Conflicting reports in the literature on the amount and distribution of iodine in the blood and in the cerebrospinal fluid suggested the reinvestigation of these problems with reliable methods. The iodine contents of the serum and spinal fluid were determined for 6 patients who were free from meningeal disorders and had normal spinal fluid proteins. To a second group of 8 similar patients approximately 0.1 Gm. of inorganic iodine in the form of compound solution of iodine U. S. P. was administered daily for three to seven days before the samples of spinal fluid were obtained. Organic iodine in the form of thyroid was given instead of inorganic iodine to an additional patient. Finally, 1 patient with meningovascular syphilis and high spinal fluid proteins was studied. The recently developed permanganate acid ashing method of Riggs and Man1 avoids the positive errors of previous methods. In addition, in serum by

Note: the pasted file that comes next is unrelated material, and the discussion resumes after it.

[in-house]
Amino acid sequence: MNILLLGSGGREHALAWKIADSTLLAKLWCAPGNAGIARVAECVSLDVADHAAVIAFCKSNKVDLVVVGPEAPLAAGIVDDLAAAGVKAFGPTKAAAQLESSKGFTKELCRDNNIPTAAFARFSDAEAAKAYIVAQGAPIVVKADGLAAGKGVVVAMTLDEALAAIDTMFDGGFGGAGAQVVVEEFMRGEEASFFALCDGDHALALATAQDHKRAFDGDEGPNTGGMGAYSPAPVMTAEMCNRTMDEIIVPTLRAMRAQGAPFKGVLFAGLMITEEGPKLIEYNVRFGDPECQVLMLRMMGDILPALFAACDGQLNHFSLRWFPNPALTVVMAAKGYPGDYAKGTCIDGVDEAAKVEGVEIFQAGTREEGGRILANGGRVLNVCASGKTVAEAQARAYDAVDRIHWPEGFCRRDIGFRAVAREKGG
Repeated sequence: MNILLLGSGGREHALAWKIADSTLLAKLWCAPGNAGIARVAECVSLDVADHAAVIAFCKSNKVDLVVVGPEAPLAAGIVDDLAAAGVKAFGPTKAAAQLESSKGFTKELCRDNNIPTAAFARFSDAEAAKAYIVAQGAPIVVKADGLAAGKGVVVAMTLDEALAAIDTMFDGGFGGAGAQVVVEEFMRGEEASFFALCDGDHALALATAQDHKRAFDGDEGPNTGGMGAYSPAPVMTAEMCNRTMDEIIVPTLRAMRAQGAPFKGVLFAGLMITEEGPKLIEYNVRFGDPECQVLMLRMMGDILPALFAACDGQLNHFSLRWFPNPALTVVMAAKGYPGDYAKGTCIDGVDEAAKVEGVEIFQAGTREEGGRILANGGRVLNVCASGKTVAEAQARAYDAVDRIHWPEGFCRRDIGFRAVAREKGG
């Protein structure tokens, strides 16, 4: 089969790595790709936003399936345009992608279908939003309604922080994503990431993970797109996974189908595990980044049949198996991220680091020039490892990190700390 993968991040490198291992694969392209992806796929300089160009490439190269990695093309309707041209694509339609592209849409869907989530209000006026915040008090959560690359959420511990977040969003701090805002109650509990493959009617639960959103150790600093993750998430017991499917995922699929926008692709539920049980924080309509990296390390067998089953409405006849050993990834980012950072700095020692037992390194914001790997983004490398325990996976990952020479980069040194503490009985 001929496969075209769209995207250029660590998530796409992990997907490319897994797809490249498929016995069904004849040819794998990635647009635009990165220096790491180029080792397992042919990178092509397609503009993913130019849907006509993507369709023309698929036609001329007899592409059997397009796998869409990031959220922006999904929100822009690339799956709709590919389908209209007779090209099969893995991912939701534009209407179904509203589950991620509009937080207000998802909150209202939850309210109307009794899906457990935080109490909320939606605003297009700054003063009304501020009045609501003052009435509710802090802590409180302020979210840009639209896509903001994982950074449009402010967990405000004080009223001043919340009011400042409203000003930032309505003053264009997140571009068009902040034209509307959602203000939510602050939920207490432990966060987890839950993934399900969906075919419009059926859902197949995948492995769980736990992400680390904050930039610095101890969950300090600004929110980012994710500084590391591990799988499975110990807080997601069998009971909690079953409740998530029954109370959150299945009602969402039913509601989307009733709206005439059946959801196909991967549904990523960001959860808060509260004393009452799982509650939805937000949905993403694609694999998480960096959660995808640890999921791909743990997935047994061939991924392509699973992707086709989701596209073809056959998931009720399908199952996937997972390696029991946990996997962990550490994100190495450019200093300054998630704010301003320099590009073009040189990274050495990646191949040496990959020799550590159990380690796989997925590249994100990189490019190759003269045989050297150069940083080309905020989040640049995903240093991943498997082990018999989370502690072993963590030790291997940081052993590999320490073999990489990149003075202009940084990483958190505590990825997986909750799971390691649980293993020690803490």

GILDEA EF, MAN EB. DISTRIBUTION OF IODINE IN BLOOD SERUM AND IN CEREBROSPINAL FLUID. Arch NeurPsych. 1943;49(1):93–97. doi:10.1001/archneurpsyc.1943.02290130101009
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